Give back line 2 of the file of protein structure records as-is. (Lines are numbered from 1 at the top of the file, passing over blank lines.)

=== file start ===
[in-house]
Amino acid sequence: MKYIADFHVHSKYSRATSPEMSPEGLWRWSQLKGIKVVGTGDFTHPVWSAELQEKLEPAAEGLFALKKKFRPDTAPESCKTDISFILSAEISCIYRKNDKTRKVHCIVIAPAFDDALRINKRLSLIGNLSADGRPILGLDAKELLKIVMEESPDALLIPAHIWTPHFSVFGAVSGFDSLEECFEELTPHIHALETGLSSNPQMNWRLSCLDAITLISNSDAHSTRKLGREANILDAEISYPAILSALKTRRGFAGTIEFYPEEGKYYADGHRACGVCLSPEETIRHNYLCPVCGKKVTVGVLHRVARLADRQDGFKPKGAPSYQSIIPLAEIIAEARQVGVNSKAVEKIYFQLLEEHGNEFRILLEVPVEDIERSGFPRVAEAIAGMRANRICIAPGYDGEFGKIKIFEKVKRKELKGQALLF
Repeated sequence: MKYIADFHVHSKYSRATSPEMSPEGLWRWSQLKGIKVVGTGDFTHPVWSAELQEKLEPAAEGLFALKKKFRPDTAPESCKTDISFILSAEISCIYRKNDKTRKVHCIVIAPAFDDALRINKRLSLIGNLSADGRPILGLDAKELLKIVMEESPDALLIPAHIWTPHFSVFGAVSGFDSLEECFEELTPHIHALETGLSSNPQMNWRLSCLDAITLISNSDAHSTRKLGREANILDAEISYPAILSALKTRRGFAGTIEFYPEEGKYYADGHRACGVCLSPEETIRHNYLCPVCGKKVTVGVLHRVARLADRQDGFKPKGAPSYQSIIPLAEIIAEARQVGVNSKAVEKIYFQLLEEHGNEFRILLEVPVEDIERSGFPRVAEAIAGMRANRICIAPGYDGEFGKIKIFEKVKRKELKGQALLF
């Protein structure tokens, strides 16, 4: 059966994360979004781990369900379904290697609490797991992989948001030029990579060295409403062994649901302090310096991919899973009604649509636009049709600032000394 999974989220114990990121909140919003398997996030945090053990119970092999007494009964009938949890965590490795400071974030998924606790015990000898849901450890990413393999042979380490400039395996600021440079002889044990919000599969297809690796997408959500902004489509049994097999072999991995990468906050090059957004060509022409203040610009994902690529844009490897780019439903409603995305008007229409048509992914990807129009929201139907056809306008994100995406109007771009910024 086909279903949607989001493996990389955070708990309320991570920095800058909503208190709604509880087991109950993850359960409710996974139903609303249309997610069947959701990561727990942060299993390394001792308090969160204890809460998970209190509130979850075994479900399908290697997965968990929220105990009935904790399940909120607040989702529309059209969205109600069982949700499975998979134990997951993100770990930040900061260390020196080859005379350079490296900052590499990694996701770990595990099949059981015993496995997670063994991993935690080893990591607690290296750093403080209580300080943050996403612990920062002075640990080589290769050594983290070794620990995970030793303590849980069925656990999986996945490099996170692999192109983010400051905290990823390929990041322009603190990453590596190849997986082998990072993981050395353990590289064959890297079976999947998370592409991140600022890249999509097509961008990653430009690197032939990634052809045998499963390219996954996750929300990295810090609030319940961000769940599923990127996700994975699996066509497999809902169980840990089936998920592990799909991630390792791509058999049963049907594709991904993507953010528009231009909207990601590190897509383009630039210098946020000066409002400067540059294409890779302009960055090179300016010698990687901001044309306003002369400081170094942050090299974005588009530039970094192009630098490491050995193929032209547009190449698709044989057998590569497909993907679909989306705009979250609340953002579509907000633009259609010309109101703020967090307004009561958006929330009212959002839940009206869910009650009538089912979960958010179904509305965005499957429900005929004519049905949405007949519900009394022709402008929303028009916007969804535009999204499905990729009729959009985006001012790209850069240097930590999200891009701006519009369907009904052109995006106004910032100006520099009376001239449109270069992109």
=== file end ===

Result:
Amino acid sequence: MKYIADFHVHSKYSRATSPEMSPEGLWRWSQLKGIKVVGTGDFTHPVWSAELQEKLEPAAEGLFALKKKFRPDTAPESCKTDISFILSAEISCIYRKNDKTRKVHCIVIAPAFDDALRINKRLSLIGNLSADGRPILGLDAKELLKIVMEESPDALLIPAHIWTPHFSVFGAVSGFDSLEECFEELTPHIHALETGLSSNPQMNWRLSCLDAITLISNSDAHSTRKLGREANILDAEISYPAILSALKTRRGFAGTIEFYPEEGKYYADGHRACGVCLSPEETIRHNYLCPVCGKKVTVGVLHRVARLADRQDGFKPKGAPSYQSIIPLAEIIAEARQVGVNSKAVEKIYFQLLEEHGNEFRILLEVPVEDIERSGFPRVAEAIAGMRANRICIAPGYDGEFGKIKIFEKVKRKELKGQALLF